Last Updated by
The sound of a bouncing scroll saw echoes between the walls of Harlan Van Meeteren’s basement as he navigates a wooden tire rim through the blade.
When the sawdust settles, the blue glow from a fluorescent light reveals a fleet of ingeniously crafted farm toys lined up as neat as the tools hanging from the wall behind them. Gazing upon the ag equipment is astonishing in itself, but with the simple pull of a lever or tug of a string, Harlan Van Meeteren transforms this idle display into a life-like miniature farm operation.
Keeping his hands busy.
The itch to “keep his hands busy” during the winter months inspired Harlan’s idea to create fully functioning models of ag equipment he operated as a kid. A short time later, using only the blueprints in his mind, a gray McCormick tractor, complete with a battery-operated screw driver for a power take off, made its debut.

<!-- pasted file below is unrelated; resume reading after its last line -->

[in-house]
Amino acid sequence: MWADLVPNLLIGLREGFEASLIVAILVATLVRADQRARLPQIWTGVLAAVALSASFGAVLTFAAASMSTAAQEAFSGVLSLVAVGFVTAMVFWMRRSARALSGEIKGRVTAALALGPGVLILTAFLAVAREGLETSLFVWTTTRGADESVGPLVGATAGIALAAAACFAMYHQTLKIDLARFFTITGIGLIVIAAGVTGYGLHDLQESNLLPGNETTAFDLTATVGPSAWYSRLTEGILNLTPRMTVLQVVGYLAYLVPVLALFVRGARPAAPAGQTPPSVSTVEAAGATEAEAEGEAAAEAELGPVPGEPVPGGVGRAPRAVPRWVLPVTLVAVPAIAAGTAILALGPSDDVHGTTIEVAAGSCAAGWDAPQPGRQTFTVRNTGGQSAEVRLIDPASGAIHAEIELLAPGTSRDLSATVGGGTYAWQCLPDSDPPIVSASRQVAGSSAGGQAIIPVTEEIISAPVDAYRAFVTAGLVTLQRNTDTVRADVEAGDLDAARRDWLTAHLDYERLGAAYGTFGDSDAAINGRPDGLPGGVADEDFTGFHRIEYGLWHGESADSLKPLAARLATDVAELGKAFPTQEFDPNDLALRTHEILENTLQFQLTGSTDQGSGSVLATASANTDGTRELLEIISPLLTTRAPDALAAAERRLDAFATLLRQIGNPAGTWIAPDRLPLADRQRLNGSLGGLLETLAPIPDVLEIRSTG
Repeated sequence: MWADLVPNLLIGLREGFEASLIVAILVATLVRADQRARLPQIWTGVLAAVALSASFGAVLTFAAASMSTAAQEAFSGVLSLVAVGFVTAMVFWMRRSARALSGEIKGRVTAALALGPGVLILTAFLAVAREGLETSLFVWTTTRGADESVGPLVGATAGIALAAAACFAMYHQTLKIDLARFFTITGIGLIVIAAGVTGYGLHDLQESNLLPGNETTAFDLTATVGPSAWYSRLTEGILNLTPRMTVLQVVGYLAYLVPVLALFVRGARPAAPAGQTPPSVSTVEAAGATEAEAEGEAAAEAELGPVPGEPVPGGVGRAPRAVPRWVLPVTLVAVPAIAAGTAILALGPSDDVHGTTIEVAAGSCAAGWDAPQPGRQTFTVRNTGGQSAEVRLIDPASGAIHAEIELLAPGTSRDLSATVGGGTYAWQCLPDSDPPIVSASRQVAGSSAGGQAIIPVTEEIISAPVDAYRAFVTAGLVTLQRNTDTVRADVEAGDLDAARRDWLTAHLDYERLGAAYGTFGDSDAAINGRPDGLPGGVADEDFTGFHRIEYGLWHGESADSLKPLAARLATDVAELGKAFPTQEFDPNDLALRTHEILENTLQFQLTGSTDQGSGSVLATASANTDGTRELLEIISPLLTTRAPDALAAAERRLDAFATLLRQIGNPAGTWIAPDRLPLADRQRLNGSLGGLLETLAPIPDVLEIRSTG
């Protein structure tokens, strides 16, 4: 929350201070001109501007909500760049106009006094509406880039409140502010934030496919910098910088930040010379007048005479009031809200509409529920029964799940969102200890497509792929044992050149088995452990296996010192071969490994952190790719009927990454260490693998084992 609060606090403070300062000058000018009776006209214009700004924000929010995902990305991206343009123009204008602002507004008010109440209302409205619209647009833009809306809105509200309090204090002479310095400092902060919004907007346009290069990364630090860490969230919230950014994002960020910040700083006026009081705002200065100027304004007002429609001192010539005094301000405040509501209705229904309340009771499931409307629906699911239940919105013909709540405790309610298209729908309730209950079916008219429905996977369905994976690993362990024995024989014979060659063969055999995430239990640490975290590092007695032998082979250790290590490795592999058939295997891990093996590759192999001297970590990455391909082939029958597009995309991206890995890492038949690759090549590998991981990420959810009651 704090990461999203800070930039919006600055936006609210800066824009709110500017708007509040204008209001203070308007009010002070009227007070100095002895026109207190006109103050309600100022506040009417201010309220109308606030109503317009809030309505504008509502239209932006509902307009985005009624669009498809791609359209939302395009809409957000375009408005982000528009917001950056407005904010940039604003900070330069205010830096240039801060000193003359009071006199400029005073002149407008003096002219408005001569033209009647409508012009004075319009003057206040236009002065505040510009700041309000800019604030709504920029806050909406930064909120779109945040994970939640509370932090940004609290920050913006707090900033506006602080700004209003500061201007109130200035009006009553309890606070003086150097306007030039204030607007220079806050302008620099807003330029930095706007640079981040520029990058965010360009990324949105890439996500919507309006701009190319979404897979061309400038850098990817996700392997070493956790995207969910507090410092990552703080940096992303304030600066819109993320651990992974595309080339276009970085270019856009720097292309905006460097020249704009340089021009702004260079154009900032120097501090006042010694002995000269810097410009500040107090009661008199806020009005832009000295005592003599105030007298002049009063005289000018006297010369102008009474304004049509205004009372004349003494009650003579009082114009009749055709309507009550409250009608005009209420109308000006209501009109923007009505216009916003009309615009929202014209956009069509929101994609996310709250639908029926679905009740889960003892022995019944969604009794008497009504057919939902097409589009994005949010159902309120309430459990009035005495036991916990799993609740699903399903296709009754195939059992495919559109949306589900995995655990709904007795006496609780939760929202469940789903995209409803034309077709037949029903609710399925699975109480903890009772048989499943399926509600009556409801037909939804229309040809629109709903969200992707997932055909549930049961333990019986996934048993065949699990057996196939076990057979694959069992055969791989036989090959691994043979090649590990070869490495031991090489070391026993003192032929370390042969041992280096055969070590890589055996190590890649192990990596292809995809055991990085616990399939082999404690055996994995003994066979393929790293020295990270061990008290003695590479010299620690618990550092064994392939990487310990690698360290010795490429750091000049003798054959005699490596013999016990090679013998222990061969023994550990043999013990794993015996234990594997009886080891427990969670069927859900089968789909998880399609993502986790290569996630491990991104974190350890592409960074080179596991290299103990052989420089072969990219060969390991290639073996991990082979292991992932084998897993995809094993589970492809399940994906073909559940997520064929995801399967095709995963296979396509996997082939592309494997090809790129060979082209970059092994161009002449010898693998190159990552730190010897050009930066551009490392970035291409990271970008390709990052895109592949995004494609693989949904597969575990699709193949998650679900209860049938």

What good is a tractor if you’ve got nothing to pull with it?
Over the past few years, Harlan’s unique mix of creativity and mechanical ability have fueled the production of 12 pieces of equipment and one barn. Each piece is entirely unique and, with the exception of a few components, assembled from parts made by Harlan. The aisles of local hardware stores have become what Harlan calls his “fabrication aisles,” and his inventiveness with common home materials can be seen in a variety of ways including: a walnut grinder for a grinder/mixer, bouncer wire for rake springs, sink basket O-rings for belts, washers for disk blades, film canisters for a planter, and an old fan belt for a hay elevator.
If you ask Harlan what his favorite toy is, you won’t receive a definitive answer. Instead, you’ll get a description of the challenges associated with building each piece. For Harlan, the majority of enjoyment doesn’t come from the finished product, but from the process of conceiving an idea and making it a reality.
Harlan’s uncertain about his next build, but whatever turning, planting, or digging machine exits his workshop is bound to cultivate a little excitement (and maybe a few ideas on how to discard that old walnut grinder).